Enriching the zapin dance

07 Sep 2017 / 12:07 H.

    ZAPIN is a popular Malay dance form, which is believed to have been introduced to Malaya by Middle Eastern missionaries in the 15th century.
    There are numerous variations of zapin, which is especially popular in the southern and central states of the peninsula.
    In celebration of this art form, the dance Faculty of Akademi Seni Budaya Dan Warisan Kebangsaan (Aswara) is organising Main Zapin 2017, a 90-minute show taking place this weekend.
    "This is our fifth time restaging this show," says Mohd Yunus Ismail, dean of the dance faculty at Aswara, and the artistic director of Main Zapin 2017.
    Main Zapin was first performed in 2010. All four previous shows were played to a full house, and Aswara is hoping to repeat the feat this year.
    Each time the show has been restaged, a new repertoire would be added.
    This time around, Aswara is working with some schools that teach zapin, and will include the students in their dance show.
    Four zapin dance masters from Johor will be performing, too.
    "Every traditional dance form will go through some transformation," says Mohd Seth Hamzah, the Aswara deputy dean of the faculty.
    "In this show, you get to see some of the purest traditional zapin being performed."
    Seth also points out that zapin is performed differently in each state.
    "In some states, the dance form is fast paced, while in others, the dance is at a slower pace," he says.
    "In this show, you will be able to see 14 different types of zapin being performed."
    Some have accused Aswara of mixing the traditional dance form with contemporary movements, but Yunus denies the allegations.

    "We teach our students contemporary and abstract dances," he says.
    "We encourage our students to choreograph their own contemporary and abstract pieces, and most of them will get inspiration from the traditional dance roots.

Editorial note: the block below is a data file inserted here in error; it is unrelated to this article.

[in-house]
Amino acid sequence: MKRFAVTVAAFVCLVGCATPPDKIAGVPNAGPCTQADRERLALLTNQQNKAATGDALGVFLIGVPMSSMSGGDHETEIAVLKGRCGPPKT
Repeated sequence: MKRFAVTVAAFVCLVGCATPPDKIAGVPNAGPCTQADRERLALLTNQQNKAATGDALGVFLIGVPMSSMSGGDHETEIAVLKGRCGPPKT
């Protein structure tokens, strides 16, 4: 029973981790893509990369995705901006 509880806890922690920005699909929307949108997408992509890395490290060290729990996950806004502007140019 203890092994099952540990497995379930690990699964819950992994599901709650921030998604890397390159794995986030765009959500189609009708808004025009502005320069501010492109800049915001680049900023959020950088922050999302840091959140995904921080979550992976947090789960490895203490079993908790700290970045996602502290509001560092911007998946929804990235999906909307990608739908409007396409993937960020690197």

"There are some purists who prefer that Aswara just stick to traditional dance forms, and not teach contemporary and abstract dances.
    "If you just teach your students traditional dances, then you are not expanding their horizons."
    Yunus said as a dance school, Aswara wants students to be all rounded.
    "They should have [both] traditional and modern dance skills."
    His view is echoed by Aswara lecturer Norsafini Jafar, who is also the choreographer for Main Zapin 2017.
    "If you say that you are a dance student from Aswara, people will look at you highly and are eager to hire you," she says.
    "In fact some of our students were accepted in international dance schools, even [earning] scholarships.
    "This [is] because we have a strong syllabus that covers all aspects of dance."
    Yunus also explains that dance could be used to create unity among different races.
    "In Aswara, we encourage our students to learn dances from different cultures.
    "For example, you can see Malay students learning Indian dances, and Chinese students learning Malay dance forms, and vice versa."
    He believes that this will indirectly teach students to respect each other's culture.
    Main Zapin 2017 will be staged at Panggung Anniversari, Taman Botani Perdana, Jalan Cenderawasih, Kuala Lumpur from Friday to Sunday.
    For more, visit Aswara's website.


    thesundaily_my Sentifi Top 10 talked about stocks